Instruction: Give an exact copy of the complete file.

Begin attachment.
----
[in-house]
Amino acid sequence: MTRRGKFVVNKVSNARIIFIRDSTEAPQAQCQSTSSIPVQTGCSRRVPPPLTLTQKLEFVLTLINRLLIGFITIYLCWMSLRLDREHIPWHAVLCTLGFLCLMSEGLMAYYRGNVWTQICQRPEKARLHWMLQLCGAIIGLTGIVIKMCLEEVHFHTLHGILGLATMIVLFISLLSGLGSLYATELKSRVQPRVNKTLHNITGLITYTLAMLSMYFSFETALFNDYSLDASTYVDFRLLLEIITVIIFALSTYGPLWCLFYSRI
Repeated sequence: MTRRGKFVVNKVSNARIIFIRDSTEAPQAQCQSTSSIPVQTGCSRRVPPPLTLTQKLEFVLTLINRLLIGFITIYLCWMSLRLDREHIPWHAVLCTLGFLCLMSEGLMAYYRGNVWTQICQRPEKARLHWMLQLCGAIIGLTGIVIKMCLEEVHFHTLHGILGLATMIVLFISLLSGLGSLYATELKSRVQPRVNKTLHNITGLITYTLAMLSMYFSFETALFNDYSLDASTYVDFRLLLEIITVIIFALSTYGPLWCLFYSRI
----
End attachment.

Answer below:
[in-house]
Amino acid sequence: MTRRGKFVVNKVSNARIIFIRDSTEAPQAQCQSTSSIPVQTGCSRRVPPPLTLTQKLEFVLTLINRLLIGFITIYLCWMSLRLDREHIPWHAVLCTLGFLCLMSEGLMAYYRGNVWTQICQRPEKARLHWMLQLCGAIIGLTGIVIKMCLEEVHFHTLHGILGLATMIVLFISLLSGLGSLYATELKSRVQPRVNKTLHNITGLITYTLAMLSMYFSFETALFNDYSLDASTYVDFRLLLEIITVIIFALSTYGPLWCLFYSRI
Repeated sequence: MTRRGKFVVNKVSNARIIFIRDSTEAPQAQCQSTSSIPVQTGCSRRVPPPLTLTQKLEFVLTLINRLLIGFITIYLCWMSLRLDREHIPWHAVLCTLGFLCLMSEGLMAYYRGNVWTQICQRPEKARLHWMLQLCGAIIGLTGIVIKMCLEEVHFHTLHGILGLATMIVLFISLLSGLGSLYATELKSRVQPRVNKTLHNITGLITYTLAMLSMYFSFETALFNDYSLDASTYVDFRLLLEIITVIIFALSTYGPLWCLFYSRI